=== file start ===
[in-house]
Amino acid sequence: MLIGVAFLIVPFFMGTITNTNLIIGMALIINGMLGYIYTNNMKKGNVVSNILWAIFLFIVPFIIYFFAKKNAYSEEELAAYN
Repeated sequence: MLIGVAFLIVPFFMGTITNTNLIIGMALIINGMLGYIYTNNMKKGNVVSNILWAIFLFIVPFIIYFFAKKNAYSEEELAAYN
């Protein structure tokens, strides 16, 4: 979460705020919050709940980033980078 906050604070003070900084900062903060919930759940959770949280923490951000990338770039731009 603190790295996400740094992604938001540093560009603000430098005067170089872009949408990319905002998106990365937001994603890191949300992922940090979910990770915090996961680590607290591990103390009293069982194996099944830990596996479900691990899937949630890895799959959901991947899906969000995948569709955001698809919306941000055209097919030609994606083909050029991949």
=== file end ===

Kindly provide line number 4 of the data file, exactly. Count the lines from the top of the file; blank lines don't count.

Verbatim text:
């Protein structure tokens, strides 16, 4: 979460705020919050709940980033980078 906050604070003070900084900062903060919930759940959770949280923490951000990338770039731009 603190790295996400740094992604938001540093560009603000430098005067170089872009949408990319905002998106990365937001994603890191949300992922940090979910990770915090996961680590607290591990103390009293069982194996099944830990596996479900691990899937949630890895799959959901991947899906969000995948569709955001698809919306941000055209097919030609994606083909050029991949």